“Some years ago I started looking for German Spätburgunder that didn’t look to Burgundy as a model but instead as an inspiration. Much of what I found was clean, polished, more or less “sweet” (in the Pinot way) and not especially interesting. And what was interesting was too often overpriced. But as soon as I tasted Ziereisen’s wines I felt I’d found what I wanted; individual, fingerprinted wines, countrified but not rustic, full of character, obsessively terroiré, redolent of heart and honesty. I advocated for them to be invited to IPNC, though I wasn’t their importer back then, because I wanted to show that German Pinot Noir could establish its own identity separate from Burgundy yet equivalently stamped with a particular identity. Finding the wonderful Chasselas was a bonus, though this variety has an old tradition in the Markgräflerland region of Baden (and on the other side of the border in Switzerland) and it’s always been a favorite of mine. In Hanspeter Ziereisen’s hands it runs the gamut from a delicate yet lusty quaffer to a yeast-saturated monster for which big White Burgundy is the nearest cognate.” – Terry Theise
Ziereisen is located in the very southern part of Baden in a town called Efringen-Kirchen, directly on the Rhine river at the border of Alsace and Switzerland. The area is called Markgräflerland; another name is the Dreiländereck – the “three country corner”: Basel, Switzerland is the closest city, just 15 kilometers south. Here, Hanspeter and his wife Edel produce outstanding Pinot noir and Chasselas (also called Gutedel or Fendant) as well as a bit of Syrah, Chardonnay, Pinot Gris and Blanc. We hear the same mantra at this domaine that we hear in all of the top estates that we work with: “Quality is made in the vineyard. We work with utmost care to create the conditions for high-class wines. In the cellar we only do the minimum of work necessary allowing the wines to rest and time to mature. The French swear by their terroir – in this respect I am a Frenchman.” Says Hanspeter Ziereisen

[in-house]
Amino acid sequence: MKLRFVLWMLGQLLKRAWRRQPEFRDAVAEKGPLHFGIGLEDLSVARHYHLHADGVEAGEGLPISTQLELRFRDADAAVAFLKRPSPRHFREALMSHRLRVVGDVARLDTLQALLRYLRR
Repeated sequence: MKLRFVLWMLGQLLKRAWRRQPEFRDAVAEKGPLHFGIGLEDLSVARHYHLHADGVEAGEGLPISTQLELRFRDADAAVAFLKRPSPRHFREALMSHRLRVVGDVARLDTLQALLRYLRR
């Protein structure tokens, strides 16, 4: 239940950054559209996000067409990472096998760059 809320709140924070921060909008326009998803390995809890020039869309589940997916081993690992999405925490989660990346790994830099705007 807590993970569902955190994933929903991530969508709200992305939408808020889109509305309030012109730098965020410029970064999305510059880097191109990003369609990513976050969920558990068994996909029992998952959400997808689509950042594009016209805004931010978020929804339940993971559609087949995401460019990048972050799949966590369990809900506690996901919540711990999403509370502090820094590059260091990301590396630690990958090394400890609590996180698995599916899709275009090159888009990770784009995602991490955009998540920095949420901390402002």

“Our philosophy is that wines should reflect their provenance as purely as possible. This is why we treat our vines and wines with great care by minimizing chemical treatments and filtration. In the vineyards we try to make use of the traditions that our ancestors passed along to us. We produce muscular wines. Not sumo wrestlers but decathletes; smooth, elegant, strong, and athletic. Strength and balance is our target. We aim to achieve a balance between acidity, tannin, alcohol, and aroma. Recipe winemaking is a horror for us. Individuality is the signature of Ziereisen.”
Of course, Burgundy is the homeland of pinot noir, as well as pinots blanc and gris and chardonnay. Efringen-Kirchen’s climactic conditions, coupled with limestone soils, correspond to the conditions of Burgundy. The average temperature (52®F) is similar to that of Burgundy. Chemical fertilizers and sprays are strictly avoided in the vineyard, though this estate is not certified organic. Work in these south facing vineyards is of paramount importance. “Handcrafted work is not exceptional for the Ziereisen family, it is standard.” writes Hanspeter. After an initial selection in the vineyard, grapes are sorted again in the cellar. Following this rigorous selection, fruit is fermented spontaneously in neutral wood for the top-quality wines and wines and stainless steel for others basic wines. For the red wines there is a 6-8 week maceration prior to pressing in a pneumatic press.The gutswein red wines are allowed to mature in 1200-3000L, old, neutral wooden barrels while the single vineyard Pinot Noirs from the better sites are transferred to mature in a mix of 30% new and 70% used 225L barriques. The oak at the domaine comes from the Assmann Büttnerei, a family-run cooperage Franken region. In the cellar, Hanspeter follows the philosophy of Hans Gunter Schwartz – “controlled idleness”. Generally, the red wines are on the fine lees for at least 20 months before they are racked and never filtered before bottlingThe more serious white wines (single vineyard Pinots Blanc and Gris, and Chasselas) are also raised in old, large neutral barrels. The white wines are also on the lees for as much as 20 months before bottling. Hanspeter uses regular battonage in order to obtain the concentration and body he’s looking for. As with the reds, the top white wines are bottled without filtration.
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